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The mystery of Arthur Fleck’s father is part of Joker’s big flaw

The way the film’s twist is handled undermines its ultimate point

Arthur sits with his head against a car window.
Arthur Fleck (Joaquin Phoenix) broods.
Courtesy of Warner Bros. Pictures

Joker may offer a completely new origin story for the iconic Batman villain, but it’s an origin story that feels like trying to find a single pebble at the bottom of muddy waters. In an effort to make his central character interesting, writer-director Todd Phillips relishes ambiguity, making it unclear if what we’re seeing is ever really the truth.

That sense of mystery harkens back to just how little we knew about previous iterations of the Joker (Heath Ledger’s take, notably, told conflicting stories about how he got his distinctive scars), but ultimately, it’s not a gambit that works. In Joker, Arthur Fleck (Joaquin Phoenix) is the central character rather than a villain going toe-to-toe with an equally large opposing presence; he needs to be grounded in a little clarity.

The biggest twist in the film hinges on a revelation about Fleck that we eventually discover could be the product of delusion. However, unlike other instances in which what we see is proved to be fabrications of Arthur’s imagination, this particular change is never hammered home, and is even pushed back by details that suggest he may not have been making it all up, after all. So what really happened?

[Ed. note: Major spoilers follow for Joker.]

Arthur serves his mother dinner on a tray.
Arthur (Phoenix) and his mother (Frances Conroy).
Niko Tavernise/Warner Bros.

When we realize that Arthur’s relationship with his neighbor Sophie (Zazie Beetz) has all been in his head, the film takes the trouble to show us each scene she’s been in, but with her presence removed. Similarly, when Arthur makes the discovery that his mother Penny (Frances Conroy) was delusional, we see the young version of her in Arkham Asylum, being interrogated about her neglect of her son.

The latter scene occurs as Arthur is forced to face facts about his supposed Wayne heritage. When he finally opens one of the letters that his mother has been sending to Thomas Wayne (Brett Cullen), he discovers that he’s Wayne’s son — Bruce Wayne’s (Dante Pereira-Olson) half-brother.

It’s a bombshell, certainly, and one taken to new heights when the elder Wayne — and Arkham Asylum records — reveal that Penny may have made the whole thing up.

The twist upon a twist that makes sense, with Arthur’s delusions about Sophie mirroring his mother’s about Thomas, but the film’s flashbacks of Penny in Arkham don’t focus on her relationship with Thomas so much as her neglect of Arthur and the abuse she allowed to be inflicted upon him. It’s a notable difference from the way we see Sophie’s relationship with Arthur cleared up, especially as, later on, we see a photo of Penny that’s been signed affectionately by one “TW.”

That single note leaves the door open for Penny to have been telling the truth, and the film’s avoidance of a clear answer feels more like a continued attempt at rejecting its comic book roots than sending a message. At best, this iteration of Joker would be a morality tale about class warfare and the treatment of the mentally ill, but by shying away from a clear answer about Arthur’s heritage — which eats up a considerable chunk of the movie and plays a significant role in his downward spiral — the film is undermining its own chance at making a statement.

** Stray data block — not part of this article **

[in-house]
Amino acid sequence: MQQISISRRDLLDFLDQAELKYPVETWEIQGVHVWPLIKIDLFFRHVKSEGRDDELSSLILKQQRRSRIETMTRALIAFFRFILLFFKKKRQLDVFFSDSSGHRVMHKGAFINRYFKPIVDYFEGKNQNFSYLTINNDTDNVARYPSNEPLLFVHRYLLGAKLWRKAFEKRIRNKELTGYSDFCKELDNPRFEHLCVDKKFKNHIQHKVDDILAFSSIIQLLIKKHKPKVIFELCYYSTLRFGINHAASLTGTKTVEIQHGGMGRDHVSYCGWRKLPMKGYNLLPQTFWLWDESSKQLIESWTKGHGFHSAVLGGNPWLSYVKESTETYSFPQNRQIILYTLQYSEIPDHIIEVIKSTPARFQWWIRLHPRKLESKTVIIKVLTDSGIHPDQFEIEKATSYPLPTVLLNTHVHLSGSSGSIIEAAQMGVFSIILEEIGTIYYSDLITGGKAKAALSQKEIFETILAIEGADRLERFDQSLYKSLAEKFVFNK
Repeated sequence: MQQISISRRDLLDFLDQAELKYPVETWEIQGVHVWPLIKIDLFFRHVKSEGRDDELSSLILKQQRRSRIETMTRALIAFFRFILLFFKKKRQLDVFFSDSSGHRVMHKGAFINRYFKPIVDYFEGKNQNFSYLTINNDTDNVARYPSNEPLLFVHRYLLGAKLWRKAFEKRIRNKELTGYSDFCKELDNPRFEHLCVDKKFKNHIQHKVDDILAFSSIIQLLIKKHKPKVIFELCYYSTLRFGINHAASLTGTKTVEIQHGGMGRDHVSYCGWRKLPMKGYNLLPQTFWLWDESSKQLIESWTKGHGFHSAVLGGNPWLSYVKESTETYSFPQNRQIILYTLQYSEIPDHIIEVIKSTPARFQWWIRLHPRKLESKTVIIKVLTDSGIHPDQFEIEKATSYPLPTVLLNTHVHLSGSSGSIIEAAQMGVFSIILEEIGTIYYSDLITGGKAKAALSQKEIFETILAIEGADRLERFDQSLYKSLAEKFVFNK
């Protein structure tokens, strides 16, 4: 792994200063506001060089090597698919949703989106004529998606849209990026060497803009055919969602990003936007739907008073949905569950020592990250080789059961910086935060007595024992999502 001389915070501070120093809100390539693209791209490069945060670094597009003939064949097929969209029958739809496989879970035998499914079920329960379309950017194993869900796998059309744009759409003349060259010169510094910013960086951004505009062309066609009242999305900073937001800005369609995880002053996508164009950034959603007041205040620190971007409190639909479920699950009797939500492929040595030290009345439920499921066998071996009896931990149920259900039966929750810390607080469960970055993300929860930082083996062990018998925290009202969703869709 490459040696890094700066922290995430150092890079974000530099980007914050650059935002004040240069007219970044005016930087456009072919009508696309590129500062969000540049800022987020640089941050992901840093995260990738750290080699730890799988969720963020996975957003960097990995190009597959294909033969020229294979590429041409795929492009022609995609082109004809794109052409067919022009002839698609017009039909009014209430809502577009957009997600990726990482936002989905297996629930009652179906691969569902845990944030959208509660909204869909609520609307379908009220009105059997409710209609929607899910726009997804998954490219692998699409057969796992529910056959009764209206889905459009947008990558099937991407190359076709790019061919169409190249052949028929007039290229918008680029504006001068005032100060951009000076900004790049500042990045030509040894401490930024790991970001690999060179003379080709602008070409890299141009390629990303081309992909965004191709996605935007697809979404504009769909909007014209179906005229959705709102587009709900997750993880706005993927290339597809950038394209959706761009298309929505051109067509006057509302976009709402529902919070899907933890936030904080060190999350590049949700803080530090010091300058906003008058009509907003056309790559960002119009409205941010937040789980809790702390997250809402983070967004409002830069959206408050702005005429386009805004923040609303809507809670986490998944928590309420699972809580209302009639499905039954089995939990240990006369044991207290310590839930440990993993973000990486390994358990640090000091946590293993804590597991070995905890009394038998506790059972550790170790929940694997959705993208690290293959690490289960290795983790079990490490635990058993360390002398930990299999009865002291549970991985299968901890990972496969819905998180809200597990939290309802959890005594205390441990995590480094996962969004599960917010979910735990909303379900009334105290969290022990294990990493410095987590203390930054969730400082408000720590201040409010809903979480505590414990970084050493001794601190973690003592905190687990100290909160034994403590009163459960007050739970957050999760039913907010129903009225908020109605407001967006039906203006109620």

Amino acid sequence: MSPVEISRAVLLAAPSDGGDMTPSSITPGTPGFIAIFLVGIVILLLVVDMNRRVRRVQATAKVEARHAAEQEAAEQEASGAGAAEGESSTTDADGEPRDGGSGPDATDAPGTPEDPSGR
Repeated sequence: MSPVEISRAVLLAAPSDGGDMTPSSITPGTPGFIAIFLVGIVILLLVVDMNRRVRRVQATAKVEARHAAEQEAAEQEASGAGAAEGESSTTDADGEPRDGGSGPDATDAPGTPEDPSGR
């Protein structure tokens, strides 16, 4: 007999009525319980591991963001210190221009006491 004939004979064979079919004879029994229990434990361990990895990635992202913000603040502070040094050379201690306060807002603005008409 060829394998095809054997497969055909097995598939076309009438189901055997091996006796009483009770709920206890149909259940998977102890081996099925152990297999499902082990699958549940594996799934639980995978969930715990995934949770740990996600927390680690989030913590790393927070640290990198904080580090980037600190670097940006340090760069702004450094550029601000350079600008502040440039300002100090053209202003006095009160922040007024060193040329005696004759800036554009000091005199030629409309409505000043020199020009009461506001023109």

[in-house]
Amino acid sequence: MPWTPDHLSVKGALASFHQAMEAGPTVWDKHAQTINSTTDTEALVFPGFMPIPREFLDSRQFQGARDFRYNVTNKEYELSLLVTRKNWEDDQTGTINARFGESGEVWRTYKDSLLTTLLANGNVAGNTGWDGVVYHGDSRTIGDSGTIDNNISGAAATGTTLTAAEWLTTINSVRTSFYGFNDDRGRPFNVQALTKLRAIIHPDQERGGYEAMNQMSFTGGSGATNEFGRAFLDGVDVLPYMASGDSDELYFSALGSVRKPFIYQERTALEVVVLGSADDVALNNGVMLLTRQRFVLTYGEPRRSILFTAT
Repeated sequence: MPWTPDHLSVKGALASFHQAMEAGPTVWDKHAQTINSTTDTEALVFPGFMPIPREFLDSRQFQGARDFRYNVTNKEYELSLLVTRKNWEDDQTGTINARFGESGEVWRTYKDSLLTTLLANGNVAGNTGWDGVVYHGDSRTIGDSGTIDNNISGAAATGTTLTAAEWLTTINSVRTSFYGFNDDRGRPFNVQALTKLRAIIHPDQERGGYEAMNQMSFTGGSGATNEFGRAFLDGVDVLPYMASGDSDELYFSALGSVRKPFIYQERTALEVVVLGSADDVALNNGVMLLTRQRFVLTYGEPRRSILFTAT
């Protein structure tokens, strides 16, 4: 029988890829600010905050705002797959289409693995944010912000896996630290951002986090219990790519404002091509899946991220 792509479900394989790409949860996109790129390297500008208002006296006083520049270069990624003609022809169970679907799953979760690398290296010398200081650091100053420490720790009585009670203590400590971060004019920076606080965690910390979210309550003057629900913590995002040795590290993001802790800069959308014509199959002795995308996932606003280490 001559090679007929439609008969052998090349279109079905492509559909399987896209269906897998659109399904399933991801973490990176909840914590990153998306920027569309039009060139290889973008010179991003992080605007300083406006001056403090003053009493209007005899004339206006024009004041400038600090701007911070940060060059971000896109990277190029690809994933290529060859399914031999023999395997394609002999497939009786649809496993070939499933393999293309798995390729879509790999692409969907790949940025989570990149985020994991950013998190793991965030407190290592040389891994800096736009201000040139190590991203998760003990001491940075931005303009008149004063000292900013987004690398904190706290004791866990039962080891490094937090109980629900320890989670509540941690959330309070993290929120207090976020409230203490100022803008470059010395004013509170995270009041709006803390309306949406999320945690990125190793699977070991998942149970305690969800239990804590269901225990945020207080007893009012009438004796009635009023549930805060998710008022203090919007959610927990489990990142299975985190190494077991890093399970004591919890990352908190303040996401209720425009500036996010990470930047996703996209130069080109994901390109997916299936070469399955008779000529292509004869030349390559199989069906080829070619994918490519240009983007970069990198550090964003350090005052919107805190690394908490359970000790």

Arthur sits by a wall with a massive image of Murray Franklin (Robert De Niro) on it.
Arthur (Phoenix) sits in a dressing room.
Niko Tavernise/Warner Bros.

Wouldn’t a story that claims to be about the people society abandons gain at least a little more poignance if its impoverished main character were revealed to be a billionaire’s son? The movie doesn’t gain anything by leaving it ambiguous, except to visibly try to keep itself at least a half-step further removed from its comic origins. It’s a great dramatic beat for the Joker to be a blood relation of Batman’s, it seems to say, but let’s hedge it in a little unreliable narration so we don’t have to call this a Batman movie.

There’s a surface-level argument to be made that some of Joker’s influences do the same thing — there are theories that the end of Taxi Driver was all a dream — but influences do not a movie make. The other thing that’s left ambiguous, Sophie’s fate, also seems conveniently left out to try to keep Arthur sympathetic. Some of my peers have told me they thought Arthur killed her, others have said he simply left her alone, but regardless, it’s not made crystal clear, and the way the door is left open for interpretation doesn’t make the film more interesting as much as it makes it messy.

That flip-flopping between hitting the audience over the head and withdrawing completely leaves the door open as to the ultimate statement of the film in a way that undermines, rather than enriches, the whole experience. It’s not ambiguous in an interesting way, à la whether or not the increasing horrors in The Lighthouse are the byproducts of being cooped up too long or genuine supernatural powers.

Instead, it rings of someone trying to have their cake and eat it, too, setting up too many story threads and neglecting to bring them all to a conclusion. So, maybe the Joker is Bruce Wayne’s brother. That such a detail is left unclear might be fine were Arthur only a part of a greater whole, but he’s front and center, here.

There’s little room for such half measures; if the film doesn’t ultimately care, then why should we?

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